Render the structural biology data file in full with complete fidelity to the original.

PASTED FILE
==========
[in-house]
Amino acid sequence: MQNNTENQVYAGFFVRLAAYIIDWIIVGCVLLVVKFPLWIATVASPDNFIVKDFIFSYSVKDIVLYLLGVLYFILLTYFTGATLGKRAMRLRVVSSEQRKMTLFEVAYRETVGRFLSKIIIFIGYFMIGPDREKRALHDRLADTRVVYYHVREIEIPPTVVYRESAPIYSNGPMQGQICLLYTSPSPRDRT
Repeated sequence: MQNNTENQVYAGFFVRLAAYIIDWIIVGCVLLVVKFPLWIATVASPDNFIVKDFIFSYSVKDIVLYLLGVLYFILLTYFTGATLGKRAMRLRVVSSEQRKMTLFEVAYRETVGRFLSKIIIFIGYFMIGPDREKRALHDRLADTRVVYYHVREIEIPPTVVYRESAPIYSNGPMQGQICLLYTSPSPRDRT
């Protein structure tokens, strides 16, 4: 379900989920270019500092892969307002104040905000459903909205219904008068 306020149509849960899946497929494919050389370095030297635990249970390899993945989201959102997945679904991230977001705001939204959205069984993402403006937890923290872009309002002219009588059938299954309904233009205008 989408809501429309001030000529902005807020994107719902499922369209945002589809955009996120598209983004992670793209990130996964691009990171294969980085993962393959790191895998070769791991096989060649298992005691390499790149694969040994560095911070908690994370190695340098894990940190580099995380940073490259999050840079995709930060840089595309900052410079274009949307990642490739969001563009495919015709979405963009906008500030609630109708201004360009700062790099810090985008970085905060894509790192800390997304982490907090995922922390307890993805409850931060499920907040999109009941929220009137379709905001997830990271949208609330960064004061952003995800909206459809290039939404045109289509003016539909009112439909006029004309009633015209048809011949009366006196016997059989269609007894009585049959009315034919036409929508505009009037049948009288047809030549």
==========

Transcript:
[in-house]
Amino acid sequence: MQNNTENQVYAGFFVRLAAYIIDWIIVGCVLLVVKFPLWIATVASPDNFIVKDFIFSYSVKDIVLYLLGVLYFILLTYFTGATLGKRAMRLRVVSSEQRKMTLFEVAYRETVGRFLSKIIIFIGYFMIGPDREKRALHDRLADTRVVYYHVREIEIPPTVVYRESAPIYSNGPMQGQICLLYTSPSPRDRT
Repeated sequence: MQNNTENQVYAGFFVRLAAYIIDWIIVGCVLLVVKFPLWIATVASPDNFIVKDFIFSYSVKDIVLYLLGVLYFILLTYFTGATLGKRAMRLRVVSSEQRKMTLFEVAYRETVGRFLSKIIIFIGYFMIGPDREKRALHDRLADTRVVYYHVREIEIPPTVVYRESAPIYSNGPMQGQICLLYTSPSPRDRT
């Protein structure tokens, strides 16, 4: 379900989920270019500092892969307002104040905000459903909205219904008068 306020149509849960899946497929494919050389370095030297635990249970390899993945989201959102997945679904991230977001705001939204959205069984993402403006937890923290872009309002002219009588059938299954309904233009205008 989408809501429309001030000529902005807020994107719902499922369209945002589809955009996120598209983004992670793209990130996964691009990171294969980085993962393959790191895998070769791991096989060649298992005691390499790149694969040994560095911070908690994370190695340098894990940190580099995380940073490259999050840079995709930060840089595309900052410079274009949307990642490739969001563009495919015709979405963009906008500030609630109708201004360009700062790099810090985008970085905060894509790192800390997304982490907090995922922390307890993805409850931060499920907040999109009941929220009137379709905001997830990271949208609330960064004061952003995800909206459809290039939404045109289509003016539909009112439909006029004309009633015209048809011949009366006196016997059989269609007894009585049959009315034919036409929508505009009037049948009288047809030549």